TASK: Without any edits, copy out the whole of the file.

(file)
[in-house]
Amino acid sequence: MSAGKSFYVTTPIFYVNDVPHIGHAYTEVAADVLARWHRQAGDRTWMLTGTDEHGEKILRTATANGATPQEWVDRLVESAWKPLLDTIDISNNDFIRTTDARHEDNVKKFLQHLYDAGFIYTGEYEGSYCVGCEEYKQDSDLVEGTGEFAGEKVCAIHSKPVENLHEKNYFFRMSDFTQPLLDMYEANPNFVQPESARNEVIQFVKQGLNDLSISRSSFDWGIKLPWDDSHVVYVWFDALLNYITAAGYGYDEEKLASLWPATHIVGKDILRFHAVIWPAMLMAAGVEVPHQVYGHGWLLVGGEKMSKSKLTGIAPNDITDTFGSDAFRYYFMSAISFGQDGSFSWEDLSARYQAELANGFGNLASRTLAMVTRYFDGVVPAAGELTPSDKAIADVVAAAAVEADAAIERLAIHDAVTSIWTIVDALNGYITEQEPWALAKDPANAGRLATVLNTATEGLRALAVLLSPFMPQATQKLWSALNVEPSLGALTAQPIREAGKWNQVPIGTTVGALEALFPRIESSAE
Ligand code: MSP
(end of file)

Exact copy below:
[in-house]
Amino acid sequence: MSAGKSFYVTTPIFYVNDVPHIGHAYTEVAADVLARWHRQAGDRTWMLTGTDEHGEKILRTATANGATPQEWVDRLVESAWKPLLDTIDISNNDFIRTTDARHEDNVKKFLQHLYDAGFIYTGEYEGSYCVGCEEYKQDSDLVEGTGEFAGEKVCAIHSKPVENLHEKNYFFRMSDFTQPLLDMYEANPNFVQPESARNEVIQFVKQGLNDLSISRSSFDWGIKLPWDDSHVVYVWFDALLNYITAAGYGYDEEKLASLWPATHIVGKDILRFHAVIWPAMLMAAGVEVPHQVYGHGWLLVGGEKMSKSKLTGIAPNDITDTFGSDAFRYYFMSAISFGQDGSFSWEDLSARYQAELANGFGNLASRTLAMVTRYFDGVVPAAGELTPSDKAIADVVAAAAVEADAAIERLAIHDAVTSIWTIVDALNGYITEQEPWALAKDPANAGRLATVLNTATEGLRALAVLLSPFMPQATQKLWSALNVEPSLGALTAQPIREAGKWNQVPIGTTVGALEALFPRIESSAE
Ligand code: MSP